57. Berns EM, Klijn JG, van Staveren IL, Portengen H, Noordegraaf E, Foekens JA: Prevalence of amplification of the oncogenes c-myc, HER2/neu, and int-2 in one thousand human breast tumours: correlation with steroid receptors. Eur J Cancer. 1992, 28 (2-3): 697-700. 10.1016/S0959-8049(05)80129-7.View ArticlePubMedGoogle Scholar
  58. Park K, Kwak K, Kim J, Lim S, Han S: c-myc amplification is associated with HER2 amplification and closely linked with cell proliferation in tissue microarray of nonselected breast cancers. Hum Pathol. 2005, 36 (6): 634-639. 10.1016/j.humpath.2005.04.016.View ArticlePubMedGoogle Scholar
  59. Karlseder J, Zeillinger R, Schneeberger C, Czerwenka K, Speiser P, Kubista E, Birnbaum D, Gaudray P, Theillet C: Patterns of DNA amplification at band q13 of chromosome 11 in human breast cancer. Genes Chromosomes Cancer. 1994, 9 (1): 42-48.View ArticlePubMedGoogle Scholar
  60. Ormandy CJ, Musgrove EA, Hui R, Daly RJ, Sutherland RL: Cyclin D1, EMS1 and 11q13 amplification in breast cancer. Breast Cancer Res Treat. 2003, 78 (3): 323-335. 10.1023/A:1023033708204.View ArticlePubMedGoogle Scholar
  61. Wang TC, Cardiff RD, Zukerberg L, Lees E, Arnold A, Schmidt EV: Mammary hyperplasia and carcinoma in MMTV-cyclin D1 transgenic mice. Nature. 1994, 369 (6482): 669-671. 10.1038/369669a0.View ArticlePubMedGoogle Scholar
  62. Bieche I, Olivi M, Nogues C, Vidaud M, Lidereau R: Prognostic value of CCND1 gene status in sporadic breast tumours, as determined by real-time quantitative PCR assays. Br J Cancer. 2002, 86 (4): 580-586. 10.1038/sj.bjc.6600109.View ArticlePubMedPubMed CentralGoogle Scholar
  63. Henegariu O, Vance GH, Heiber D, Pera M, Heerema NA: Triple-color FISH analysis of 12p amplification in testicular germ-cell tumors using 12p band-specific painting probes. J Mol Med. 1998, 76 (9): 648-655. 10.1007/s001090050262.View ArticlePubMedGoogle Scholar
  64. Summersgill B, Goker H, Weber-Hall S, Huddart R, Horwich A, Shipley J: Molecular cytogenetic analysis of adult testicular germ cell tumours and identification of regions of consensus copy number change. Br J Cancer. 1998, 77 (2): 305-313.View ArticlePubMedPubMed CentralGoogle Scholar
  65. Looijenga LH, Oosterhuis JW: Pathogenesis of testicular germ cell tumours. Rev Reprod. 1999, 4 (2): 90-100. 10.1530/ror.0.0040090.View ArticlePubMedGoogle Scholar
  66. Rosenberg C, Van Gurp RJ, Geelen E, Oosterhuis JW, Looijenga LH: Overrepresentation of the short arm of chromosome 12 is related to invasive growth of human testicular seminomas and nonseminomas. Oncogene. 2000, 19 (51): 5858-5862. 10.1038/sj.onc.1203950.View ArticlePubMedGoogle Scholar
  67. Ezeh UI, Turek PJ, Reijo RA, Clark AT: Human embryonic stem cell genes OCT4, NANOG, STELLAR, and GDF3 are expressed in both seminoma and breast carcinoma. Cancer. 2005, 104 (10): 2255-2265. 10.1002/cncr.21432.View ArticlePubMedGoogle Scholar
  68. Korkola JE, Houldsworth J, Chadalavada RS, Olshen AB, Dobrzynski D, Reuter VE, Bosl GJ, Chaganti RS: Down-regulation of stem cell genes, including those in a 200-kb gene cluster at 12p13.31, is associated with in vivo differentiation of human male germ cell tumors. Cancer Res. 2006, 66 (2): 820-827. 10.1158/0008-5472.CAN-05-2445.View ArticlePubMedGoogle Scholar
  69. McGrath PC, Holley DT, Hamby LS, Powell DE, Mattingly C, Freeman JW: Proliferation-associated nucleolar antigen P120: a prognostic marker in node-negative breast cancer. Surgery. 1994, 116 (4): 616-20; discussion 20-1.PubMedGoogle Scholar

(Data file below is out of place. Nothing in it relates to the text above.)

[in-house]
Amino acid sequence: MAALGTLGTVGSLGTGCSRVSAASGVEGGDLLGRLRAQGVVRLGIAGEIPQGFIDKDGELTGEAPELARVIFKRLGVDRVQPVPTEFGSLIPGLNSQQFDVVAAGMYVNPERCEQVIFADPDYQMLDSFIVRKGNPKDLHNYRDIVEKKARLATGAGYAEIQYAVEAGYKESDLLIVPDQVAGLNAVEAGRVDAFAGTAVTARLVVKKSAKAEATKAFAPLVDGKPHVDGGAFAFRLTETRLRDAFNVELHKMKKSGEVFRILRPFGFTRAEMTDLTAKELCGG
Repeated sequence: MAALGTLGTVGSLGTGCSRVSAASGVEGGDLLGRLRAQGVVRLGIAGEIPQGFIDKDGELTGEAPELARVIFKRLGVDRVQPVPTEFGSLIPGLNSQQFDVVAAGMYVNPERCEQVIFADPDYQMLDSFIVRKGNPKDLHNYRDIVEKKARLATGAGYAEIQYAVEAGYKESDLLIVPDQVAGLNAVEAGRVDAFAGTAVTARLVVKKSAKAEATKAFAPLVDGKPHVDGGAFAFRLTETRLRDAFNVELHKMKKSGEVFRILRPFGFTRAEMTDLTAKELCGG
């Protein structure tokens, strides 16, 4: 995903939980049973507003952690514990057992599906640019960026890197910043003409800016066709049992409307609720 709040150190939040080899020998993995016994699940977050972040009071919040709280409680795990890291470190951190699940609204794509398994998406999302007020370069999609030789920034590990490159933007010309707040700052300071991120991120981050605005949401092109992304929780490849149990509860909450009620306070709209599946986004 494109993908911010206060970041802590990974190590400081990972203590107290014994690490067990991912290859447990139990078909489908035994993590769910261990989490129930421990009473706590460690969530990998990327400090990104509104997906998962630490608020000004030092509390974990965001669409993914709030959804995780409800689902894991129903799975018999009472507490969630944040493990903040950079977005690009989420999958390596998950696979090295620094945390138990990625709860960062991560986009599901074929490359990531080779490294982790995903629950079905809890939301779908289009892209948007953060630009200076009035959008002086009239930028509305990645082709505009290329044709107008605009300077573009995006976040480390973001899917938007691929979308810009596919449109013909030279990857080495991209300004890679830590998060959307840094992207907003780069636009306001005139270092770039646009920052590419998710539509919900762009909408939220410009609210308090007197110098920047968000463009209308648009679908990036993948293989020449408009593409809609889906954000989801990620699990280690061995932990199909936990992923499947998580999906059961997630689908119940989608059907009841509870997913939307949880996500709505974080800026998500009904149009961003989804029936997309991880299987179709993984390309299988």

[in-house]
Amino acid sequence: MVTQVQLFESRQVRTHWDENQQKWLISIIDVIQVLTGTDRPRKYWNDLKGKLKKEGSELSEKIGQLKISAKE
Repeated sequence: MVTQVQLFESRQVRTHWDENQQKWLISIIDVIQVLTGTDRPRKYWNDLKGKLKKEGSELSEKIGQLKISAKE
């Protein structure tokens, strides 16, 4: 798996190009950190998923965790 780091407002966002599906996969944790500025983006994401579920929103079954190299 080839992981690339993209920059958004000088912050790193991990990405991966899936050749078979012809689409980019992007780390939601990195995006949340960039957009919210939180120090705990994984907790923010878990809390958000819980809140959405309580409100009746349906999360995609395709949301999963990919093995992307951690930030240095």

70. Garcia I, Dietrich PY, Aapro M, Vauthier G, Vadas L, Engel E: Genetic alterations of c-myc, c-erbB-2, and c-Ha-ras protooncogenes and clinical associations in human breast carcinomas. Cancer Res. 1989, 49 (23): 6675-6679.PubMedGoogle Scholar
  71. Quenel N, Wafflart J, Bonichon F, de Mascarel I, Trojani M, Durand M, Avril A, Coindre JM: The prognostic value of c-erbB2 in primary breast carcinomas: a study on 942 cases. Breast Cancer Res Treat. 1995, 35 (3): 283-291. 10.1007/BF00665980.View ArticlePubMedGoogle Scholar
  72. Press MF, Bernstein L, Thomas PA, Meisner LF, Zhou JY, Ma Y, Hung G, Robinson RA, Harris C, El-Naggar A, Slamon DJ, Phillips RN, Ross JS, Wolman SR, Flom KJ: HER-2/neu gene amplification characterized by fluorescence in situ hybridization: poor prognosis in node-negative breast carcinomas. J Clin Oncol. 1997, 15 (8): 2894-2904.PubMedGoogle Scholar
  73. Kakar S, Puangsuvan N, Stevens JM, Serenas R, Mangan G, Sahai S, Mihalov ML: HER-2/neu assessment in breast cancer by immunohistochemistry and fluorescence in situ hybridization: comparison of results and correlation with survival. Mol Diagn. 2000, 5 (3): 199-207. 10.1054/modi.2000.16690.View ArticlePubMedGoogle Scholar
  74. Melchor L, Alvarez S, Honrado E, Palacios J, Barroso A, Diez O, Osorio A, Benitez J: The accumulation of specific amplifications characterizes two different genomic pathways of evolution of familial breast tumors. Clin Cancer Res. 2005, 11 (24 Pt 1): 8577-8584. 10.1158/1078-0432.CCR-05-1278.View ArticlePubMedGoogle Scholar
  75. Reis-Filho JS, Savage K, Lambros MB, James M, Steele D, Jones RL, Dowsett M: Cyclin D1 protein overexpression and CCND1 amplification in breast carcinomas: an immunohistochemical and chromogenic in situ hybridisation analysis. Mod Pathol. 2006, 19 (7): 999-1009. 10.1038/modpathol.3800621.View ArticlePubMedGoogle Scholar
  76. Pre-publication history

    1. The pre-publication history for this paper can be accessed here:


© Letessier et al; licensee BioMed Central Ltd. 2006

This article is published under license to BioMed Central Ltd. This is an Open Access article distributed under the terms of the Creative Commons Attribution License (, which permits unrestricted use, distribution, and reproduction in any medium, provided the original work is properly cited.